About This Chapter
Who's it for?
Anyone who needs help learning or mastering high school biology material will benefit from taking this course. There is no faster or easier way to learn biology. Among those who would benefit are:
- Students who have fallen behind in understanding alternation of generations, plant reproduction and growth cycles
- Students who struggle with learning disabilities or learning differences, including autism and ADHD
- Students who prefer multiple ways of learning science (visual or auditory)
- Students who have missed class time and need to catch up
- Students who need an efficient way to learn about plant reproduction and growth cycles
- Students who struggle to understand their teachers
- Students who attend schools without extra science learning resources
How it works:
- Find videos in our course that cover what you need to learn or review.
- Press play and watch the video lesson.
- Refer to the video transcripts to reinforce your learning.
- Test your understanding of each lesson with short quizzes.
- Verify you're ready by completing the plant reproduction and growth chapter exam.
Why it works:
- Study Efficiently: Skip what you know, review what you don't.
- Retain What You Learn: Engaging animations and real-life examples make topics easy to grasp.
- Be Ready on Test Day: Use the plant reproduction and growth chapter exam to be prepared.
- Get Extra Support: Ask our subject-matter experts any plant reproduction or growth question. They're here to help!
- Study With Flexibility: Watch videos on any web-ready device.
Students will review:
This chapter helps students review the concepts in a plant reproduction and growth unit of a standard high school biology course. Topics covered include:
- Asexual and sexual plant reproduction
- Plant hormones
- Seasonal growth cycles
1. Alternation of Generations: The Gametophyte and Sporophyte
Even though many plants seem simple, they often have very complex life cycles. We will look at how plants alternate between different life stages as well as the terms used to describe these unique points in their life cycle.
2. A Moss Life Cycle: Dominant Gametophyte
Mosses are unique because they spend most of their lives with only one set of genetic material rather than the normal two sets. We will look at this cycle and how the alternation of generations takes place in these non-vascular plants.
3. A Fern Life Cycle: Plant Reproduction Without Flowers or Seeds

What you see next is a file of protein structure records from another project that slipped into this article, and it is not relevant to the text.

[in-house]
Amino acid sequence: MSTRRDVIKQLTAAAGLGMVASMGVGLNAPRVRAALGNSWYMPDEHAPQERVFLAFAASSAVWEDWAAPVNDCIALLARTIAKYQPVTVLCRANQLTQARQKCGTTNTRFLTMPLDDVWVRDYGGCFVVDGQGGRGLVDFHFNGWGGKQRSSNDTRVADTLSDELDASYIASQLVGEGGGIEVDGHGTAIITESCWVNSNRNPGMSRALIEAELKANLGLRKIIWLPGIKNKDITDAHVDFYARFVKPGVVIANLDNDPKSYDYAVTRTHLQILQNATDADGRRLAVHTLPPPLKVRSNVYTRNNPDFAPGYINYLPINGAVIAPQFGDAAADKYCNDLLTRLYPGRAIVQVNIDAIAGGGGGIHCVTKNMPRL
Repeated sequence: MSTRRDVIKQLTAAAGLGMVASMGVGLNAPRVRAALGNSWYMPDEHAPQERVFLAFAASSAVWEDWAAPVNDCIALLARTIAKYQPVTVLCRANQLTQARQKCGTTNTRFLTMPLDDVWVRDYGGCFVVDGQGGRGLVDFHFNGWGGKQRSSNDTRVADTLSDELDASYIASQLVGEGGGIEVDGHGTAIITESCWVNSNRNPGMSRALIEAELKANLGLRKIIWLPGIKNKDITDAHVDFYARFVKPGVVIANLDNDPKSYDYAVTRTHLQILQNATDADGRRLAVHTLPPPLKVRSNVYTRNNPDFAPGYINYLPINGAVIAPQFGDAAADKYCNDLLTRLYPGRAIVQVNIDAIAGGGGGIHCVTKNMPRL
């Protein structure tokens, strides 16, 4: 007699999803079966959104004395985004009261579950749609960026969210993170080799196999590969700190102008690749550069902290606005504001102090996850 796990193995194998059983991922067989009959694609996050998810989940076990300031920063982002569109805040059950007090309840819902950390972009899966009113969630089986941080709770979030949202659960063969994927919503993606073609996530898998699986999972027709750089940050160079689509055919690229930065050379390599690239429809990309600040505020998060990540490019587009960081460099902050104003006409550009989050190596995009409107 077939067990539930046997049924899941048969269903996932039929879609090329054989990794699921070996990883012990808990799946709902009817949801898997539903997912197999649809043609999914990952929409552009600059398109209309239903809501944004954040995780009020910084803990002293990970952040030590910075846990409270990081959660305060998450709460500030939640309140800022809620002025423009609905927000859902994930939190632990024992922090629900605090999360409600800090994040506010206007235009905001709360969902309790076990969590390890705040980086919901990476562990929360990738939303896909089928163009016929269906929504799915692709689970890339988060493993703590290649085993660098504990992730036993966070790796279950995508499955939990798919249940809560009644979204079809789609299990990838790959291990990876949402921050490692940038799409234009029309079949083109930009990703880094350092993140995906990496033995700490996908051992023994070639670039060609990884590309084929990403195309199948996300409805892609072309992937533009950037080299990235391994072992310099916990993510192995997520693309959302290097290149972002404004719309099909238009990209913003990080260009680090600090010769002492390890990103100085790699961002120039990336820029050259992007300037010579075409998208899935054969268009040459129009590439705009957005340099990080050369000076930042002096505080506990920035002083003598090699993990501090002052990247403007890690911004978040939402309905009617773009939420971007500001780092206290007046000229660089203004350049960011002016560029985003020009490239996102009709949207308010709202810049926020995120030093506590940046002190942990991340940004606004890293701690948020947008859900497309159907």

Ferns are able to reproduce without using seeds. We will look at how ferns reproduce as well as the pattern of alternating between diploid and haploid life stages.
4. A Gymnosperm Life Cycle: Reproduction of Plants with 'Naked Seeds'
Some plants, such as pine trees, are able to reproduce with unprotected seeds. We will look at the major structures involved in this form of alternation of generations in gymnosperms.
5. An Angiosperm Life Cycle: Flowering Plant Reproduction
When you think of how plants reproduce, you probably think of flowers. We will look at how flowering plants use specialized reproductive structures to complete an alternation of generations life cycle.
6. Asexual Plant Reproduction: Vegetative Propagation and Bulbs
Not all plants make attractive flowers in order to reproduce. Some plants will not make seeds and pollen either. These plants have other ways to create new offspring. We will look at a few key methods of vegetative propagation.
7. Tropisms: Phototropic, Geotropic and Thigmotropic Plant Growth
Animals aren't the only things that can respond to the environment. While plants may seem inanimate at times, they, too, can respond to the environment in order to better survive.
8. Photoperiodicity: Short-day, Long-day and Day-Neutral Plants
Ever wonder why some plants will bloom in the spring but others in the summer? The length of daylight can influence when a flower will bloom. We will look at how the amount of sunlight regulates when plants produce flowers.
9. Seasonal Growth Cycles: Perennial, Annual and Biennial Plants
We continue to grow and change throughout our entire lives, living through many seasons and years. Plants have different patterns of growth and development regarding seasons, which we will look at in this lesson.
10. Plant Hormones: Chemical Control of Growth and Reproduction
We most often think of hormones as things that control our actions and development. However, even plants have these chemicals to help regulate growth and reproduction.
11. What Is Phototropism? - Definition, Experiments & Examples
Why do plants bend toward sunlight? Phototropism is one way a plant can maximize its exposure to sunlight, and because plants need sunlight to make food, this is an important survival tactic.
12. Geotropism: Definition, Examples & Experiments
In this lesson, you'll learn about geotropism, which is why some parts of plants grow upward, while other parts grow toward the ground. Then, test your knowledge with a quiz.
13. How Seeds Germinate: Definition & Explanation
Plants function on a rather complex level when compared to other organisms. One of the ways plants reproduce is through seeds. Those seeds must germinate to grow into plants. We will look at the process of seed germination here.
14. Plant Fertilization: Process & Definition
For you, pollen might just be a trigger for sneezing and watery eyes. But for plants, it's a vital ingredient in the reproductive process. Explore plant fertilization through this lesson; then, test your knowledge of what you've learned.
15. Plant Tubers: Types & Examples
It is a good idea to store supplies for difficult times. Did you know plants can do this too? In this lesson, we will examine the different types of tubers and how plants use them.
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